The enormous Covid19 shock to global markets coupled with a fierce US election contest and de-globalisation are a boon for macro-investors, whose dynamic trading styles were muted in the steady, predictable movements of the last decade.
“Previously, the environment was very difficult for us to trade,” Pablo Calderini, president and chief investment officer at Graham Capital Management said during an interview at Investment Magazine’s Absolute Returns Conference on Wednesday.
“But this year we see tremendous opportunity, because there are many different patterns in markets and opportunities to exploit,” he said.
Dynamic views on the US dollar, the predictable rally in gold, and the sharp change in interest rate differentials are just some of the trades macro investors have taken advantage of in recent months.
As elections occur and global trade relationships falter, Calderini pointed out very liquid markets are the best places to implement real-time macro views that change quickly.
“The potential for a very difficult contested US election will introduce a lot of volatility and uncertainty into US assets, and particularly the dollar,” Calderini said.
“And as macro managers we can be tactical and trade fast, with time horizons looking to the next two weeks or two months, so we can exploit this kind of volatility without having fundamental views on an election outcome or central bank policy.”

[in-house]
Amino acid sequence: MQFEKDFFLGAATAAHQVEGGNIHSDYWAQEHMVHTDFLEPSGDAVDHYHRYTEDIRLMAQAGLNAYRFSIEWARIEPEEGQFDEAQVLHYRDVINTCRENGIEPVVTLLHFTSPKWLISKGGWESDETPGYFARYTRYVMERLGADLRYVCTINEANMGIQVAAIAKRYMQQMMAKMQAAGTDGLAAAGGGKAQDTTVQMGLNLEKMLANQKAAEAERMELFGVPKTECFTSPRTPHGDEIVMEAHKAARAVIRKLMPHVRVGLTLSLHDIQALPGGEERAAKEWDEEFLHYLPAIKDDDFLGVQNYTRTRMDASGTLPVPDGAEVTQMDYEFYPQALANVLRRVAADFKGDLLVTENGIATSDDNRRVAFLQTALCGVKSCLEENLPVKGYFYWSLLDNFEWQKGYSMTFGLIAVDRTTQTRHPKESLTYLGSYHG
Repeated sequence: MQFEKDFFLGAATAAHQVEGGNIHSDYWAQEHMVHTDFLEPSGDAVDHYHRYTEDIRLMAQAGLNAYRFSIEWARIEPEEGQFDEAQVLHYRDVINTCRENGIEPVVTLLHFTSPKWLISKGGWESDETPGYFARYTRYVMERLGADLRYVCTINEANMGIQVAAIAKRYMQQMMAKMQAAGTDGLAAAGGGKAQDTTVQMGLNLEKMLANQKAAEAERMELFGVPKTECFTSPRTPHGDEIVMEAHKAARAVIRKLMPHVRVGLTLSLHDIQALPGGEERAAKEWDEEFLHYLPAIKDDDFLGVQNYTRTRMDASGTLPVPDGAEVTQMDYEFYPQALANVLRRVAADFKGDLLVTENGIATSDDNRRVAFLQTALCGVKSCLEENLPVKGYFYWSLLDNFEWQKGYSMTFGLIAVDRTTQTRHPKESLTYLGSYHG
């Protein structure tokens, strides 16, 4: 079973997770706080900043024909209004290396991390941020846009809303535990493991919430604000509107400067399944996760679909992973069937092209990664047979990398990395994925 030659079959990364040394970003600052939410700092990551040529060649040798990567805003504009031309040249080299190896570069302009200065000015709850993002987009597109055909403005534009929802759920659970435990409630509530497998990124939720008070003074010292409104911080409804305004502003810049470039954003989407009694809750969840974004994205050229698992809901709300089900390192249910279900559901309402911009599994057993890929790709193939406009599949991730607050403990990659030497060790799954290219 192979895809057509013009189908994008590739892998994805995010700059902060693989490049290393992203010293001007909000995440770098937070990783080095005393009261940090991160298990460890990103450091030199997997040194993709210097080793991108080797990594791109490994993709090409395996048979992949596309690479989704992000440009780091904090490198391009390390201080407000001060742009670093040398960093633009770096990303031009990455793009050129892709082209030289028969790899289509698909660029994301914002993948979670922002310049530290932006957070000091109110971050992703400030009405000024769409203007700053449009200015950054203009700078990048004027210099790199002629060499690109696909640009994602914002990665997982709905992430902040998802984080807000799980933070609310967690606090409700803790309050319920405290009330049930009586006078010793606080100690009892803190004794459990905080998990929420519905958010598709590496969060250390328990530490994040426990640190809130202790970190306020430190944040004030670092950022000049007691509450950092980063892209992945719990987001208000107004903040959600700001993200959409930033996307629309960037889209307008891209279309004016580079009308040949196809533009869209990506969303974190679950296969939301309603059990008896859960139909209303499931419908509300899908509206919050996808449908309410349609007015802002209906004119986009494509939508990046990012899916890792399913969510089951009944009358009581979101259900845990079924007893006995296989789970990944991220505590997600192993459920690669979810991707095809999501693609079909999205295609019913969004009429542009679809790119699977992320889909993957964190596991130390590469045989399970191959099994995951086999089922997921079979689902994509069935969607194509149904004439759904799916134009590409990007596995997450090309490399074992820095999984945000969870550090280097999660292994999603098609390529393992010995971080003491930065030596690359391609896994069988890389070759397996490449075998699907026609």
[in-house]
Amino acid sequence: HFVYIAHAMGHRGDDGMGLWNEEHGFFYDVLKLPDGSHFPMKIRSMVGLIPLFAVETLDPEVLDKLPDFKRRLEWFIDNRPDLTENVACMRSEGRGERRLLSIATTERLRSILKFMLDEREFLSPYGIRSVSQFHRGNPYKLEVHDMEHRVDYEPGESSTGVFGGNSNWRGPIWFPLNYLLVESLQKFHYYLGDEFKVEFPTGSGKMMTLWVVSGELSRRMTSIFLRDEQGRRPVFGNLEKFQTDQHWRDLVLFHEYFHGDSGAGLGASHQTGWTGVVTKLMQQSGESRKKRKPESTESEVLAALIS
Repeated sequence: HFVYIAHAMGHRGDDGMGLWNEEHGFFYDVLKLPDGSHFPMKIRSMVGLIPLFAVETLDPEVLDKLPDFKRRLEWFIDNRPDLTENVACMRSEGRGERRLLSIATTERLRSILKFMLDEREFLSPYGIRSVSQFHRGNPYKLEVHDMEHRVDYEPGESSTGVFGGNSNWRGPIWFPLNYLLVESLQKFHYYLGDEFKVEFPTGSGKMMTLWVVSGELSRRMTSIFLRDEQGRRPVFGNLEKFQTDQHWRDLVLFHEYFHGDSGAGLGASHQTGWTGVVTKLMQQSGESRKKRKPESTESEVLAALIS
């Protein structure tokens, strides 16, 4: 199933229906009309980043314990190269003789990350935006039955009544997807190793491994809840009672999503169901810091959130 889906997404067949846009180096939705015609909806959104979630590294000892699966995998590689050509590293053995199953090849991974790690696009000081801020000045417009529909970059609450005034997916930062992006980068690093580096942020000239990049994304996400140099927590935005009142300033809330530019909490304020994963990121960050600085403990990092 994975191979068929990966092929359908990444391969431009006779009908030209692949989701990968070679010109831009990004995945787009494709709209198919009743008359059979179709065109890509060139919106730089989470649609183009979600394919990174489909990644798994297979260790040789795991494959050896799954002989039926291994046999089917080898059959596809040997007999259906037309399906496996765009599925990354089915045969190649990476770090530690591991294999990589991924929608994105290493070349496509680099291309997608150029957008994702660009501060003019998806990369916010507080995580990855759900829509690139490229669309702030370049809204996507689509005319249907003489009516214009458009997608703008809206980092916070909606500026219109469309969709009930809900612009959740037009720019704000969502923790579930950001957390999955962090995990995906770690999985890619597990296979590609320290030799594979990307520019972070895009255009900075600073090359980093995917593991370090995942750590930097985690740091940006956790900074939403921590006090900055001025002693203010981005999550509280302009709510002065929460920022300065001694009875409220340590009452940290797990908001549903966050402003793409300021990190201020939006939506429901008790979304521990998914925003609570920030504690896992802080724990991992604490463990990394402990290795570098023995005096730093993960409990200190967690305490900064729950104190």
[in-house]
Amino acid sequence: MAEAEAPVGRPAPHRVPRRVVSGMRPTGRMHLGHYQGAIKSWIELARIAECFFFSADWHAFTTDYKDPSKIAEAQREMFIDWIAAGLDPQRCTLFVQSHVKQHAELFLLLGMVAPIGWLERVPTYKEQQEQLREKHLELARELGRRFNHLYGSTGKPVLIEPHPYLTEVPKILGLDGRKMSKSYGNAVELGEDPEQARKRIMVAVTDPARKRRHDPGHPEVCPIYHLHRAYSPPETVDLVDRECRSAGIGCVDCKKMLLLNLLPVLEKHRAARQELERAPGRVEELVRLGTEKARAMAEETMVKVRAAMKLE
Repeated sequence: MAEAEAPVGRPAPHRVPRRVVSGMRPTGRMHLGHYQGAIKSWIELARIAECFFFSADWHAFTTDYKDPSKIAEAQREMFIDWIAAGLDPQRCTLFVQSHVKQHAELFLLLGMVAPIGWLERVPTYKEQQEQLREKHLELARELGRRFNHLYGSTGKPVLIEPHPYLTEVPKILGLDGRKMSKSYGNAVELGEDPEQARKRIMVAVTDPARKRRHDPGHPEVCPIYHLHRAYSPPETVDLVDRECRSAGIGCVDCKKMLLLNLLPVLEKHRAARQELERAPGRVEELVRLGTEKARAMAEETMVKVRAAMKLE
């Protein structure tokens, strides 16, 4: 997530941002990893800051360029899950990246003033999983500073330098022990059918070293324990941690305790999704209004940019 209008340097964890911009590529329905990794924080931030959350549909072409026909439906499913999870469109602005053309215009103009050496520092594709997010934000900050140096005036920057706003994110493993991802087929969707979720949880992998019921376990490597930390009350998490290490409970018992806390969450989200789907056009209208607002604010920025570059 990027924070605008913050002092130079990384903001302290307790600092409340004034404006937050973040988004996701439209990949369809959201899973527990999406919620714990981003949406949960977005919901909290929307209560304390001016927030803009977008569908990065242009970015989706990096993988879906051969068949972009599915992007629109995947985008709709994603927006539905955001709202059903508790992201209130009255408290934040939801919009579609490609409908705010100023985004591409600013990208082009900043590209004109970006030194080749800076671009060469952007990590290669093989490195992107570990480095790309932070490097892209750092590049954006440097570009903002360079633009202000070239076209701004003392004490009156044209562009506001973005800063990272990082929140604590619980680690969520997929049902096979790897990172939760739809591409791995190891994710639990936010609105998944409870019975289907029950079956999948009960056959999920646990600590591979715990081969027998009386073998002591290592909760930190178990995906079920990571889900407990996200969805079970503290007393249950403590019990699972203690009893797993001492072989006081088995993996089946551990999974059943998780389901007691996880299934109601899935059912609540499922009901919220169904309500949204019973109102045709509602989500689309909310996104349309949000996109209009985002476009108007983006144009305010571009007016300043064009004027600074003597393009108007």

That said, Calderini expects the US dollar and gold to see the most action as de-globalisation gathers pace.
“Elements of de-globalisation have already impacted the dollar, which is why it’s weak and will get weaker, but it will remain the only truly global asset that investors will need to have for many years to come,” he said.
Correlation remains a substantial issue for both capital allocators and macro traders, with bond yields compressing so much that traditional diversification strategies often become futile.
“I don’t see how bonds can offer a proper hedge in your portfolio any longer,” Calderini said.
“And while gold may have a role instead, you can never ever have as much gold in your portfolio as you would bonds, that would leave everything very unbalanced.”
Instead, Calderini suggested a tactical approach using a multitude of different asset classes, like a combination of basis point changes, nominal bonds, gold and currencies like the Japanese Yen or the Swiss franc.
“From a trading point of view, there are many opportunities in assets that perform well when equities markets are under stress,” he said.
One way to take advantage of real time changes in macro-views is to ‘trend follow’, which Calderini said can offer some diversification and are cheaper than buying long-put options, for example.
“Trend following tends to perform really very well when various markets have strong auto-correlations,” he said.
“But the beauty of trend following means if a selloff or correction were to happen in a standard way, then trend following in a bear market isn’t that expensive.”
As the effects of the Covid19 crisis are yet to fully bear out on economies and markets, Calderini said it pays to be in the business of beta timing.
“When markets are quiet or bottomless, it’s hard to have conviction and deploy capital,” he said.
“This year things can be the complete opposite in three months time, so there are many opportunities to exploit, and I see no reason to think it will be over soon.”